- Distance Education Caveat: You may digitize "limited and reasonable portions" of a video or series of videos for distance learning students to view. The exact amount of material which may be digitized will vary depending upon the degree to which the intended use adheres to several conditions identified in Section 110(2) of the TEACH Act.
- May I download an interactive simulation I saw online and post it to my course website for use by my students?
- No, this would be a violation of criterion 2 and 3 of Fair Use legislation. Permission from the copyright owner should be sought. A safe solution would be to point students to the specific URL where the original simulation was found, provided it is on a public website.
- May I tape and display a television program for students in class?
- Yes, you may make limited use of a copyrighted work without permission for purposes of teaching and research, provided the program in question meets the following criteria:
- Only programs freely broadcast to the general public may be taped. This includes all programs broadcast to homes and schools. The guidelines do not apply to programs available only from cable television services such as Showtime, HBO, The Disney Channel, C-Span and ESPN
- The tape may be shown only during the first ten consecutive school days after it is made, and only in a classroom or similar place devoted to instruction
- The tape may not be altered in any way. For example, tapes may not be edited to create an anthology or compilation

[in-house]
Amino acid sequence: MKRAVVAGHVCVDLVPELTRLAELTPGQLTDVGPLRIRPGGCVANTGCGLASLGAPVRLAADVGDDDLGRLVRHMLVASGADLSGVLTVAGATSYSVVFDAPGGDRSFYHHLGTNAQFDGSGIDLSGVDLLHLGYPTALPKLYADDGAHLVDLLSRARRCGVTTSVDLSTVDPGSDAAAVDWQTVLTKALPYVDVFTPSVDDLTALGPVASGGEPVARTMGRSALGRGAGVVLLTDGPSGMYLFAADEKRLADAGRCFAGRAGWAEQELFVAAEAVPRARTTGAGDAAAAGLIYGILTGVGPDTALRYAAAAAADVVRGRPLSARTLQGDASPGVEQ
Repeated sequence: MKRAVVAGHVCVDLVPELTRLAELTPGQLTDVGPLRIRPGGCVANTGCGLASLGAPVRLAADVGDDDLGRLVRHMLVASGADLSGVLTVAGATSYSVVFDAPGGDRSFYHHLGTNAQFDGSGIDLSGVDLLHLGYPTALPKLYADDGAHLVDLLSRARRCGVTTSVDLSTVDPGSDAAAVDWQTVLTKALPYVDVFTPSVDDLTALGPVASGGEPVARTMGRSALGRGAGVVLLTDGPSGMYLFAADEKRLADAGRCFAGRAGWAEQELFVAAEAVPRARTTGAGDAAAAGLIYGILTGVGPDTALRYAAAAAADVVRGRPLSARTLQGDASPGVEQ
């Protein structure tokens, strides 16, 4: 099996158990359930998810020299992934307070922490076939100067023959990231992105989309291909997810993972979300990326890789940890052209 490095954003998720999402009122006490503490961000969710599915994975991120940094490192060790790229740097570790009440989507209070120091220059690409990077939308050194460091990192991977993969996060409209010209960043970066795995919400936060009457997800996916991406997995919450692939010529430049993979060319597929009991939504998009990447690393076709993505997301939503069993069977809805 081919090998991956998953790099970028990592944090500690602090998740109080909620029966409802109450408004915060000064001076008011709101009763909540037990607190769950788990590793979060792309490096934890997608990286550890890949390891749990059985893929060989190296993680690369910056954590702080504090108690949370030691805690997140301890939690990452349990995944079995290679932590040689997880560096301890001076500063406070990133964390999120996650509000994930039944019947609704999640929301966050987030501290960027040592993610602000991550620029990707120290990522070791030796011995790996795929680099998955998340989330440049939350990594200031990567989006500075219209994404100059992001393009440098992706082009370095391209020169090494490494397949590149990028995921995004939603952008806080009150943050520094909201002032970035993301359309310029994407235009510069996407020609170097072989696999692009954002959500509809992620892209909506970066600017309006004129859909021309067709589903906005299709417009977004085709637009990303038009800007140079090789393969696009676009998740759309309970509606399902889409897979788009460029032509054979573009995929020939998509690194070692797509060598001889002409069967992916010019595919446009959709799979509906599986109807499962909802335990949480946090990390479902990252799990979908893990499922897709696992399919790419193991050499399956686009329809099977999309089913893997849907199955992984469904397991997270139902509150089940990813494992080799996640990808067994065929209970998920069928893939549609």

- The tape must be destroyed within 45 days
- May I put a dvd of a film that I copied on Reserve at the Library for the students in my class to view as an assignment?
- Yes, but only if it is a legally produced copy. If copyright permission is required, it is your responsibility to obtain permission from the copyright owner.
- May I use archived comments posted by students to a discussion board as a model for new students taking the same course?
- Maybe. No case law has been tested on this matter as of yet, but it is always advisable to ask permission from students to use their discussion board posts. Many faculty members choose to write a statement into the class syllabus addressing the issue of work ownership; such a statement may take a form comparable to this: "I, [student name], agree to assign the copyright in anything I produce whilst a student in [class name], to [university name]."
- May I reproduce comments posted to a blog for my students?
- No. Ideas posted to a blog are considered to be a "collective work" in a tangible form, and are thus protected under copyright legislation. You should seek the express consent of the individual who posted the comments.
Yes, single copies can be made, and multiple copies for students if they meet the tests of brevity and spontaneity outlined in the classroom guidelines.
For example, for prose, (a) either a complete article, story or essay of less than 2,500 words, or (b) an excerpt from any prose work of not more than 1,000 words or 10% of the work, whichever is less, but in any event a minimum of 500 words.
Spontaneity means that the use of the item is so close in time that it would be unreasonable to expect a timely reply to a request permission. If you plan to reuse the item every semester however it is wise to begin the process of requesting copyright permission.
The library does subscribe to numerous databases with full text articles and electronic book repositories which can be linked to from myWPI course sites Full text articles from library databases should not be either copy & pasted or saved into myWPI course sites unless they meet tests of brevity and spontaneous use.
Guidelines also suggest including a copyright statement with information on the copy with information on the copyright owner. A full bibliographic citation is suggested.
Distance Education Caveat: Under the TEACH Act an educator should follow the same guidelines as they would in a face-to-face classroom.
- Can I post a chapter of a textbook on my own web site or myWPI?